The Latin American startup ecosystem has become an investment magnet as investors continue the post-pandemic digital transformation underway in the region. Now Central America is the next big frontier.
Since the start of 2020, internet retailing – including e-commerce, food and grocery delivery, streaming, and gaming – has exploded in Latin America. Mexico remains the country of the United States first business partner and has become the fastest growing e-commerce market in the world by Euromonitor. It is rapidly closing the gap between itself and Latin America’s largest e-commerce market: Brazil.
According to LAVCA, VCs invested $ 10.3 billion in more than 400 Latin American startups in the first half of 2021. This is more than double the investment observed during the same period in 2020. Five new creations unicorns have emerged from Latin America this year; the increase in total number of private and public technology companies valued at over $ 1 billion and further highlighting emerging opportunities for technological innovation in the region. Brazil and Mexico generated the lion’s share of investor attention and startup activity, which is not surprising given their ranking as the two largest markets in terms of economy and population.
But Latin America is not a monolith, and investors and traders looking for opportunities in the region should not treat it as such. Latin America is a ethnically diverse landscape made up of over 20 countries with distinct customs, currencies, purchasing preferences, social challenges and opportunities that deserve to be better understood at the local level.
As a US-born executive working at a hyper-growing Latin American startup, my job is to find new opportunities in the region. After many years of tracking its progress, I’m optimistic about Central America as the next big frontier for venture capital investment and startup growth, especially in e-commerce which is booming across the country. LatAm.
Why Central America?
Cradle of Belize, Costa Rica, El Salvador, Guatemala, Honduras, Nicaragua and Panama, Central America is the bridge between North America and South America. This diverse region, which has invested heavily in education and infrastructure, has been largely ignored by international investors until now. It is poised to experience tremendous growth over the next five years, especially for internet-focused companies, and local startup founders and global investors who understand this deeply have a head start to cash in and win. market share from the start.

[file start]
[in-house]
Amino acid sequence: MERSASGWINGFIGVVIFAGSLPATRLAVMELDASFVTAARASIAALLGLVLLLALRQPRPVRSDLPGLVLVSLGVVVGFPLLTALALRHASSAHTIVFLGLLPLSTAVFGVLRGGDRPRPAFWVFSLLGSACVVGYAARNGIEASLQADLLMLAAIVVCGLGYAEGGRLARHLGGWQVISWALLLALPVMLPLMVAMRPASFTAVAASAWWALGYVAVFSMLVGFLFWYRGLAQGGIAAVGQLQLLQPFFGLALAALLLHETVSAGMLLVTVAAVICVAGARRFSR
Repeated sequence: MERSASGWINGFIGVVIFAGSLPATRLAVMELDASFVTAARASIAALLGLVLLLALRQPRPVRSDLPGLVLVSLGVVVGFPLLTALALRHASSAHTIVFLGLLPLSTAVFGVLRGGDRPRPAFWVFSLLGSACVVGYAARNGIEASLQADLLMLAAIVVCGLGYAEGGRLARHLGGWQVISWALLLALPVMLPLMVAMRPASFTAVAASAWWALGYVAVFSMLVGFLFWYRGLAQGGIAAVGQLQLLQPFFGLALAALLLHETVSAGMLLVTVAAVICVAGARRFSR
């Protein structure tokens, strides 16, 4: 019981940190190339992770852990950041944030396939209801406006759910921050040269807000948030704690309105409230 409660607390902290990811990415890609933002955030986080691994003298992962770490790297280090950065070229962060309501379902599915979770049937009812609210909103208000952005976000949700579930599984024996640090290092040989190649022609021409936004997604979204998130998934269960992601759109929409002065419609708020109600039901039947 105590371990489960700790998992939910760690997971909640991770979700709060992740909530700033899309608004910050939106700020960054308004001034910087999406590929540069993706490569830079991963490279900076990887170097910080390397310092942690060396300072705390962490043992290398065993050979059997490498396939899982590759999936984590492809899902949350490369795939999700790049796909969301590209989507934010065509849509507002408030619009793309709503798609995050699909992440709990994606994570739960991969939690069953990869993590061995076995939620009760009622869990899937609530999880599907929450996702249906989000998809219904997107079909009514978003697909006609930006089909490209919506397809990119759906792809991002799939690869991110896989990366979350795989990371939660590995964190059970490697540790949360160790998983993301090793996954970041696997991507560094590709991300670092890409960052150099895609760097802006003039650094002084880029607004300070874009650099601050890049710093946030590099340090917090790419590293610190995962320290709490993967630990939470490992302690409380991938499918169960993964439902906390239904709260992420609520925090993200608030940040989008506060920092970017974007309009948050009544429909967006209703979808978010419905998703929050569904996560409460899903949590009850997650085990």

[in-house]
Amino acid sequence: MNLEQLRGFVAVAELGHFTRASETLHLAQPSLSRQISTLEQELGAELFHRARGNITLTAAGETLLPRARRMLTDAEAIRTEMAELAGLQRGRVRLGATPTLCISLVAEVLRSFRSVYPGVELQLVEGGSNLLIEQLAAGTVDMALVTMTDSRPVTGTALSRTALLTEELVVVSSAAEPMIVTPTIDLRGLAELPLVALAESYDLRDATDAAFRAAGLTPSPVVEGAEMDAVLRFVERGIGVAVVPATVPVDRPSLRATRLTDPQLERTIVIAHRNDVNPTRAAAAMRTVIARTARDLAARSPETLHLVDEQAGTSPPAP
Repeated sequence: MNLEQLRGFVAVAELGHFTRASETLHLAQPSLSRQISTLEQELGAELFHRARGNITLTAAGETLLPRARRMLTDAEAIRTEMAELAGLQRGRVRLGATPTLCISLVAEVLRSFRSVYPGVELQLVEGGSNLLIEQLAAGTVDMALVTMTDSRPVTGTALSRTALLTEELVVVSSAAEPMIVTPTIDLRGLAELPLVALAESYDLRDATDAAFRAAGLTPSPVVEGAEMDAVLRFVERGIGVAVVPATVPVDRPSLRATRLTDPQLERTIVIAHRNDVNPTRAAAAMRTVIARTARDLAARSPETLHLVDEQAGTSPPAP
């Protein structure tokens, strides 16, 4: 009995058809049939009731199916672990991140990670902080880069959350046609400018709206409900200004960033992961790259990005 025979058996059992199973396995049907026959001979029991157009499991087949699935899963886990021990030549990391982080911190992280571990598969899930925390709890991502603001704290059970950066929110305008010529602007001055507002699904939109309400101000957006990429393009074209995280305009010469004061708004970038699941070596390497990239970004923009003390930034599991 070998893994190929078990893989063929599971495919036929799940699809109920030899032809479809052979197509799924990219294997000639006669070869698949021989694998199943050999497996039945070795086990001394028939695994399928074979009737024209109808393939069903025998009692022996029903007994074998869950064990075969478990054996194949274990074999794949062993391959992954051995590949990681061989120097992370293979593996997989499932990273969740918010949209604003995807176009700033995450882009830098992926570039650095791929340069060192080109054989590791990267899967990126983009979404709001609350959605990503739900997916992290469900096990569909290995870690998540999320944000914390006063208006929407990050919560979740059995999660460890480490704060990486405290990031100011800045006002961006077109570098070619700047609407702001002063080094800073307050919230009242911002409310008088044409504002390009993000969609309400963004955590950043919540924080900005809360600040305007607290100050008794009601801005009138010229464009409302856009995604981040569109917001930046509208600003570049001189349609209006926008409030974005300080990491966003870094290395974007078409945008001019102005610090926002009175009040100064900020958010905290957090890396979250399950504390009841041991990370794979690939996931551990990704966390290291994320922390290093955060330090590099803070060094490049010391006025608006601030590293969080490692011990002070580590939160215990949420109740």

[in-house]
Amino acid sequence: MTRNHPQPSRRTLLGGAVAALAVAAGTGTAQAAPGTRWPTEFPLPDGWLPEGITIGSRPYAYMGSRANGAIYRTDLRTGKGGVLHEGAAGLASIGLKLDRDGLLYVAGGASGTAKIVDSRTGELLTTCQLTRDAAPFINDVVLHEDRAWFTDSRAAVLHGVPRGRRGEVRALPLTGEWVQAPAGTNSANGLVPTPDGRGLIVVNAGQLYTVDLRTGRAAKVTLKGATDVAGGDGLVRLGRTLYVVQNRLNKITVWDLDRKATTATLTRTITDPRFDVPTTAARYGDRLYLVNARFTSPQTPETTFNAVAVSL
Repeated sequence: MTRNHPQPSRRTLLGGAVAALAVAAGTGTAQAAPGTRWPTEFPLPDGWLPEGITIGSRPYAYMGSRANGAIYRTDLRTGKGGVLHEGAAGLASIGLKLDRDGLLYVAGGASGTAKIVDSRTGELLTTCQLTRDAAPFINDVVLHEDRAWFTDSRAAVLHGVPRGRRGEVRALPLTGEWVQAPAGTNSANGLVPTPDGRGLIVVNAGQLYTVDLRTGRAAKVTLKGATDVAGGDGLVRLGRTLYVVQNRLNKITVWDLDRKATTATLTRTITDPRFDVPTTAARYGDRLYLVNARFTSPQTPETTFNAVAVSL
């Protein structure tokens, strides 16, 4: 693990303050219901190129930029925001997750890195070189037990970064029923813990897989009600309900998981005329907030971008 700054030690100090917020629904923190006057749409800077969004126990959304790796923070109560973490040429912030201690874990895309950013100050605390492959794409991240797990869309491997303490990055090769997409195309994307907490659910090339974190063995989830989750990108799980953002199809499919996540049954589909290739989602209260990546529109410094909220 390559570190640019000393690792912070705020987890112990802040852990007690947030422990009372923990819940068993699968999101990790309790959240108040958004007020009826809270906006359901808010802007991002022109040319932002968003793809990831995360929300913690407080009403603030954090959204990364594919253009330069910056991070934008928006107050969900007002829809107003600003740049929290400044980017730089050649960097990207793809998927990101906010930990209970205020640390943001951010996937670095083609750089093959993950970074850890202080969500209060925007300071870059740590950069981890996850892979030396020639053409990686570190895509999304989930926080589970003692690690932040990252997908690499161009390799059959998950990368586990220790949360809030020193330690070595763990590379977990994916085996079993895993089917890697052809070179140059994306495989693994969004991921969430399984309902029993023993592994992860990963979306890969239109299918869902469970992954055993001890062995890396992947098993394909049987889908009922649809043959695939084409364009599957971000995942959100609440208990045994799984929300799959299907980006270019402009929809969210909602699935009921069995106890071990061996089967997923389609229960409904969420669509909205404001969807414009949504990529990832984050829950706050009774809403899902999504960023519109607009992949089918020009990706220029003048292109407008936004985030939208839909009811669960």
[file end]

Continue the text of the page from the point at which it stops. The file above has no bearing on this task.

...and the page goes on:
During the pandemic, Central America lost access to one of its most important and reliable income streams: tourism. Although this change has resulted in greater social and economic volatility, necessity is the mother of invention and the adoption of the Internet and entrepreneurship in the region is setting new records for the region. Some of this growth is being held back by the low number of bank inclusions, especially among women, which is why understanding how the region buys is key to unlocking it.
At the end of May, the Biden administration announced its new Central America partnership initiative to boost private sector business development and positive change at the local level. So far, 12 companies and private organizations, including Chobani, Mastercard and Microsoft, have responded to Vice President Kamala Harris’ call to action for more “inclusive economic developmentâIn the Northern Triangle of Central America, which includes El Salvador, Guatemala and Honduras.